status of Boost Unicode library/enhancements ?

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status of Boost Unicode library/enhancements ?

Chris Pirazzi
Hello,

I just scanned about 300 boost-devel messages with the word "Unicode"
and am very excited about the occasional mentions I see of a Boost
Unicode library.

Is that project still alive?  Is there a prototype or beta of any
sort, or even a simple statement of goals I can look at for the
proposed boost project?

I am about to embark on a large text processing (but _not_ display)
project and could make use of such a library.  (digression: part of it
will even involve the processing of Thai text, which seems to be the
#1 cited example of a weird language as far as i18n is concerned.
Having myself typeset a 283-page bilingual Thai-English book, I have
to agree :)

The last mentions I found were from late 2005, where Graham Barnett
mentioned a Unicode library was under development:

  http://thread.gmane.org/gmane.comp.lib.boost.devel/128403
  http://thread.gmane.org/gmane.comp.lib.boost.devel/129807

I tried searching the vault for 'unicode' but no dice.

I have examined (and would use by default) ICU from IBM:

  http://icu.sourceforge.net/userguide/intro.html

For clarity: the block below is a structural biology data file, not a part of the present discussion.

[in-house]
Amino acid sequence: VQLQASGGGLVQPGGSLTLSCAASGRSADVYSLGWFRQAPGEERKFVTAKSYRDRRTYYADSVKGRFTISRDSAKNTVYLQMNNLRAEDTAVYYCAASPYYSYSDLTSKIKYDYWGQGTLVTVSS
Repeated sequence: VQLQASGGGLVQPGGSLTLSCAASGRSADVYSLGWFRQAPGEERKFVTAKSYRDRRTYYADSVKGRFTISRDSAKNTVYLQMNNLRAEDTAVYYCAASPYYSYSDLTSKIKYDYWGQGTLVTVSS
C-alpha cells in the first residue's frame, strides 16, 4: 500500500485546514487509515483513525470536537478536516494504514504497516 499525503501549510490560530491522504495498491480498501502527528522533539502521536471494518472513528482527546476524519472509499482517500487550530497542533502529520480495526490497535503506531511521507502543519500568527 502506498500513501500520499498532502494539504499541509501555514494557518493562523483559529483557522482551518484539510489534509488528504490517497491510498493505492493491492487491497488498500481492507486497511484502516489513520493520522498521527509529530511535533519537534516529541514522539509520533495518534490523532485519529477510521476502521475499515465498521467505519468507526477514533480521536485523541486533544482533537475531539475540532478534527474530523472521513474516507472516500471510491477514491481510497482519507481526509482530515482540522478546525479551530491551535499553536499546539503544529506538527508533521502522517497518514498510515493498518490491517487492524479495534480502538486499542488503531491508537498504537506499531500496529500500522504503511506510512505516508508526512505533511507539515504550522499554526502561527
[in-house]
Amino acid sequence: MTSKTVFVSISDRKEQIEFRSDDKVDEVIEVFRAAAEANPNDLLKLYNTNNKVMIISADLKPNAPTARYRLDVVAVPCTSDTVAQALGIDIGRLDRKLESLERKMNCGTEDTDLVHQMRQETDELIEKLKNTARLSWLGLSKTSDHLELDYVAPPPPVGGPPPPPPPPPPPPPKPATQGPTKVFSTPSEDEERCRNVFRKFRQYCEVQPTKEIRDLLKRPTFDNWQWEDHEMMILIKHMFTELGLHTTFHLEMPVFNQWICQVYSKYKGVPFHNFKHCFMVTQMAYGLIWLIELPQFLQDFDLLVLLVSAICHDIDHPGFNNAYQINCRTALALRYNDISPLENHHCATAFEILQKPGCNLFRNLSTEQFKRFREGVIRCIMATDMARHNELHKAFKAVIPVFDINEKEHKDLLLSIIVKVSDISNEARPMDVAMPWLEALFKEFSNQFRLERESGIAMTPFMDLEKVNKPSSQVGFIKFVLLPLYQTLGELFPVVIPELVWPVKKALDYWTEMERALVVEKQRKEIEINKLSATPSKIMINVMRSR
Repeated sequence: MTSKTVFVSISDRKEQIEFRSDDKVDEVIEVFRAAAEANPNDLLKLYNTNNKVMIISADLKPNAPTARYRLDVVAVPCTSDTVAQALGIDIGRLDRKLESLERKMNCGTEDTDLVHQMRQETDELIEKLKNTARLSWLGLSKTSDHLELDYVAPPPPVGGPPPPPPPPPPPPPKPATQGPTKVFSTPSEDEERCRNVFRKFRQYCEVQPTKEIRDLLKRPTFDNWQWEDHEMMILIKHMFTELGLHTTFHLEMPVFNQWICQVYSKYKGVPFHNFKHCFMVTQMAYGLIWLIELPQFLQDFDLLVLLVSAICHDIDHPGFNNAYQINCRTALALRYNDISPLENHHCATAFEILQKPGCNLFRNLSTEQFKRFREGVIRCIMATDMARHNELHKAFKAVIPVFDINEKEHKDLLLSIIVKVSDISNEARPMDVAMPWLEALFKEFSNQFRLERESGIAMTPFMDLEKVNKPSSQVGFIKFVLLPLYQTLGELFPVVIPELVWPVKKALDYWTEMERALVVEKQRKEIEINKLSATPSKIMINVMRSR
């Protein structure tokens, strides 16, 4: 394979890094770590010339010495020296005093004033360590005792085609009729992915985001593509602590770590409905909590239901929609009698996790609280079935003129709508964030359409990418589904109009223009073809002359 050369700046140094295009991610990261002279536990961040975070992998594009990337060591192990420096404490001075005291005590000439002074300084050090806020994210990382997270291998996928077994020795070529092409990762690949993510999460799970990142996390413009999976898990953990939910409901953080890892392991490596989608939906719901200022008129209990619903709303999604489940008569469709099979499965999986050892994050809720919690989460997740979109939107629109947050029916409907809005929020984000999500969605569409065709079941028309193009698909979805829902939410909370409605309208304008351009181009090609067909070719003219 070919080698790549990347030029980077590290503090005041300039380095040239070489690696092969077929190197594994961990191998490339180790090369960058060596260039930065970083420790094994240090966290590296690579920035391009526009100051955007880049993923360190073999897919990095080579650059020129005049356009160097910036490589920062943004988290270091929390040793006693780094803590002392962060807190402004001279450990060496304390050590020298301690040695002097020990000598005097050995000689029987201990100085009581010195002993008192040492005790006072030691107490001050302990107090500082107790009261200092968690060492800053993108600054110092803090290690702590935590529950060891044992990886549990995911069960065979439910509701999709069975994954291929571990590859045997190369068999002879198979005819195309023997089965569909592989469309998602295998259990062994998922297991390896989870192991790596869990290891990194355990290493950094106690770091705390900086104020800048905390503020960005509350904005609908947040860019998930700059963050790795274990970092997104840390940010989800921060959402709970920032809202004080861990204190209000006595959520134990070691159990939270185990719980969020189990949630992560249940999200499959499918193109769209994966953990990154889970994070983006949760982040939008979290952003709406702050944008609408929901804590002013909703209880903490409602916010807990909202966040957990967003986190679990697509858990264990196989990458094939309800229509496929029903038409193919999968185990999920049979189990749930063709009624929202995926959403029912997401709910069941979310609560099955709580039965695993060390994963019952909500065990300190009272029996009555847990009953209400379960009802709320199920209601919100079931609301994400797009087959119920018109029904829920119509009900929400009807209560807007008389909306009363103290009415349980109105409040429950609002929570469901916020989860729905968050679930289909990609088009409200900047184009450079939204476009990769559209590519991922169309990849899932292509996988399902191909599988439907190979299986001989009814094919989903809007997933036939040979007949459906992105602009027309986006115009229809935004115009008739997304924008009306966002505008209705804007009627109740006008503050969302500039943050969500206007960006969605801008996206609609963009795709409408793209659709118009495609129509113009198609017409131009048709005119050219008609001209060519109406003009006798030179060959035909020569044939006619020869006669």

I would use its C++ UnicodeString, CharacterIterator, Locale-based
codepage converters, Normalization support, Collation support, and
regex matching (in particular with regex's that match character
classes like "nonspacing mark").

How do the proposed Boost library's capabilities differ from those
offered by ICU?

I've seen that there is ICU integration in Boost.Regex

  http://www.boost.org/libs/regex/doc/unicode.html

And of course it is possible today to store UTF-16 data in a
std::wstring and convert between UTF-8, UTF-16, and UTF-32 using
various easily available routines.  But as you can see above
I need more capability than just that.

ICU is probably sufficient, but I thought it might be nice to use
something that fits in with the rest of boost and STL more nicely.
Something that used/extended existing string mechanisms, iteration
mechanisms, and conversion mechanisms (e.g. those "code conversion
facets" which I do not yet understand :).  Consistent naming, error
reporting, and coding conventions would be a superficial but nice
added bonus.

I would hope that any such library would make some stabs at
performance enhancements such as ICU's UnicodeString's ability to
alias other strings to avoid copies, or store very small strings
inline.  Since ICU has since disabled some of those enhancements:

  http://icu.sourceforge.net/userguide/strings.html#unistr_performance

perhaps that would provide the Boost library an opportunity
to beat ICU's performance!

Thanks for all updates,

     - Chris Pirazzi